"However, the hard work will not be over for Bosnia and Albania. Their authorities like those of the other Western Balkan countries relieved of visa demands must be vigilant that the scheme is not abused, as that could well bring us back to square one."

Ludford also said she hoped that successful Schengen visa liberalisation may also encourage the UK to review its own visa requirements for Balkan nationals.

Dutch Green MEP Marije Cornelissen said: "The final obstacle has been cleared for the belated but welcome inclusion of Bosnia and Albania in the EU's visa-free travel scheme. We welcome that the opposition in Council - notably from France - was overcome and that ministers approved the decision unanimously."

"This important decision will give a crucial boost to the citizens of these two countries - giving them the same rights and privileges as their neighbours - and it is important that the EU has decided this with one voice," Cornelissen said. 

Greens/European Free Alliance foreign affairs spokesperson and European Parliament rapporteur on Kosovo, Austrian MEP Ulrike Lunacek, said: "Today's decision is another step in the progress of the Balkan countries towards their European destiny, but the case of Kosovo is now all the more pressing. It is now the last remaining exception to the rule of the inclusion of Balkan countries in the EU's visa-free travel scheme."

"We urge the Commission to move to immediately resolve this anomaly. While a small minority of member states still does not recognise Kosovo as an independent state, this is no reason to deny its citizens the right to the visa-free travel that is now offered to all others in the region," Lunacek said.

UKIP MEP Gerard Batten, his party's spokesman on civil liberties, said: "This European Council decision will mean that many more people will come to live in the UK."

"The Schengen Agreement may be the law, but means freer immigration in practice. This is on top of all the EU migrants from Eastern Europe post-2004 and now the newly announced immigrants from India," Batten said.

"The bottom line is that Britain in overcrowded. David Cameron is being irresponsible letting so many new people in. We can only get back control of our immigration system by withdrawing from the political union that is the EU," he declared.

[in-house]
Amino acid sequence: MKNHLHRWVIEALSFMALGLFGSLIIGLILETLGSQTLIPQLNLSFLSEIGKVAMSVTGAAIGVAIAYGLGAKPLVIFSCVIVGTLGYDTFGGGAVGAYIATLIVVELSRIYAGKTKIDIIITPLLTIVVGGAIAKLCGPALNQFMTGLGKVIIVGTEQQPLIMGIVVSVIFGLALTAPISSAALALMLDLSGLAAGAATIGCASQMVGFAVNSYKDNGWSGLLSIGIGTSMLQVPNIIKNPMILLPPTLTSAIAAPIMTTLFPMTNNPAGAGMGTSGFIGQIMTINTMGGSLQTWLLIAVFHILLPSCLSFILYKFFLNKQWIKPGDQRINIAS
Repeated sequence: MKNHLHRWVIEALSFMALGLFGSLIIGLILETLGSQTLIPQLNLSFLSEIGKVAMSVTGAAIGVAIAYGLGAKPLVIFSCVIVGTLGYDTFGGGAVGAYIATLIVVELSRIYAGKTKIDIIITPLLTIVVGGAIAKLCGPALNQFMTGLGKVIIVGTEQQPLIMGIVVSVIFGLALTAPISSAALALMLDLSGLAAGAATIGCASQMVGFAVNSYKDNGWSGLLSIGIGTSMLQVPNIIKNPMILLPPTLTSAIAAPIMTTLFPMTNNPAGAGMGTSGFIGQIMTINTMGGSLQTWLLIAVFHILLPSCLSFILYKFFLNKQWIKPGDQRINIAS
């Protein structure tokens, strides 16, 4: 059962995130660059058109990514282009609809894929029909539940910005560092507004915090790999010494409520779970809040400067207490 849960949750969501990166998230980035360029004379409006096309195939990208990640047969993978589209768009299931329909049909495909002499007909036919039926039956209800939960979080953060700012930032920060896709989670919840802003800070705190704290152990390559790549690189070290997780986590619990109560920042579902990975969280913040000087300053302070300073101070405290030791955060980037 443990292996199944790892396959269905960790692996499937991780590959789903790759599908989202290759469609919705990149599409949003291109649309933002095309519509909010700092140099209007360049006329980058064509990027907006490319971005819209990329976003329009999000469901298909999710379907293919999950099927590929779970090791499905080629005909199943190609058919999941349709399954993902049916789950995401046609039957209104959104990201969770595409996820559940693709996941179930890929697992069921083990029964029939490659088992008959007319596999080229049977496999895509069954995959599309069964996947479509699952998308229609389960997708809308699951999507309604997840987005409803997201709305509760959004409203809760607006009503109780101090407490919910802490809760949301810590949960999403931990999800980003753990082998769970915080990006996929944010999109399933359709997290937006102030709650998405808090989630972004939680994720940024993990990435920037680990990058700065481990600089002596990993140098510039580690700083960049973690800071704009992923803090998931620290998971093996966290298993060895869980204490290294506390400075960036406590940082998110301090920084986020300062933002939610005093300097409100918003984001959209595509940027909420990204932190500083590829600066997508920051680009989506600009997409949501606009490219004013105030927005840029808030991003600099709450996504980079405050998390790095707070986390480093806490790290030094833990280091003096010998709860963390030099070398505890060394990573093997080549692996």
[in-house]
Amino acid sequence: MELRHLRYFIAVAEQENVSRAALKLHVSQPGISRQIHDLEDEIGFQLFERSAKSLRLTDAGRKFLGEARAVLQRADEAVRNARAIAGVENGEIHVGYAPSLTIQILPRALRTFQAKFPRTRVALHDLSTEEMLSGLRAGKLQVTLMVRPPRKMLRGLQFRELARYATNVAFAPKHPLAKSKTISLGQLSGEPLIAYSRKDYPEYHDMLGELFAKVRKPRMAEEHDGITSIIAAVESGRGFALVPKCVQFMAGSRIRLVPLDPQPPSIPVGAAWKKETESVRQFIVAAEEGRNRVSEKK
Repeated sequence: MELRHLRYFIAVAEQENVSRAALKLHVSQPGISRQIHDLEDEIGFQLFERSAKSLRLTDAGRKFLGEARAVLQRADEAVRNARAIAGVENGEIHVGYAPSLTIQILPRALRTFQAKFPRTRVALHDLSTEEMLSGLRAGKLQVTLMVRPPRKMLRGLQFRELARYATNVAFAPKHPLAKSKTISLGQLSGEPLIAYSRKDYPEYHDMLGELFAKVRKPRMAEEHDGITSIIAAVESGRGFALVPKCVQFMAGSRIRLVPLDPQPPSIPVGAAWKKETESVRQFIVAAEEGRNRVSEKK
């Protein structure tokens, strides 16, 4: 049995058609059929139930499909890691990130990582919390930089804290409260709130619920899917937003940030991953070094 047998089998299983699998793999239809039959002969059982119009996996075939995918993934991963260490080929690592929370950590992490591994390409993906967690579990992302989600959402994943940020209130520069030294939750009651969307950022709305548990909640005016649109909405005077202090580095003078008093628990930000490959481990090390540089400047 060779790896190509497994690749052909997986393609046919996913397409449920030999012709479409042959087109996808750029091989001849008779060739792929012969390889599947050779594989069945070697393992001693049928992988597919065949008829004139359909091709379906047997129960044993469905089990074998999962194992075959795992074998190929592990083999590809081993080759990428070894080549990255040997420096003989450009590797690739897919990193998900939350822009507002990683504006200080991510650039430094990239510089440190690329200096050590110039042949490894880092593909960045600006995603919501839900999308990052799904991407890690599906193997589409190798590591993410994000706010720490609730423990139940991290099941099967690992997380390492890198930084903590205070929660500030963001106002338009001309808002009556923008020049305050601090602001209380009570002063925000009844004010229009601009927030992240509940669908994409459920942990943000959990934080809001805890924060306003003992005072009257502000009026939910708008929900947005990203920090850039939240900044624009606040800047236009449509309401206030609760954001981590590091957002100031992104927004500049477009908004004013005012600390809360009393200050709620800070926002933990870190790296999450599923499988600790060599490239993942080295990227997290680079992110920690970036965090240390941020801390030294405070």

"Given that Bosnian President [Alija] Izetbegovic gave a general amnesty to Al Qaeda terrorists in the 1990s, this report also increases the danger of Islamic terrorists gaining easy access to Britain. This is a very bad deal for British citizens," Batten concluded.

The EU decided on 16 July 2009 that citizens of Macedonia, Montenegro and Serbia should be able to travel to the Schengen area without visas starting from 19 December 2009.

For the time being, visa requirements remains in place for citizens from Albania and Bosnia and Herzegovina. The European Commission and the Parliament have given a favourable opinion and if EU member states decide to give their green light, citizens of these countries could travel without visas to the Schengen area before Christmas.

Kosovo is not covered by the Commission's visa liberalisation initiative. The former Serbian province is a 'sui generis' case as it is not recognised by five EU countries (Greece, Spain, Cyprus, Romania and Slovakia).

Today, the Schengen border-free area consists of 25 member states: 22 EU countries (all except Bulgaria, Romania, Ireland, the UK and Cyprus) as well as three associated countries: Norway, Iceland and Switzerland. Denmark has signed the Schengen agreement, but maintains its freedom not to apply certain measures. The UK and Ireland decided to stay outside the Schengen area.

Bulgaria, Romania and Cyprus only partially apply the Schengen acquis at the moment and checks are therefore still carried out at borders with those three member states.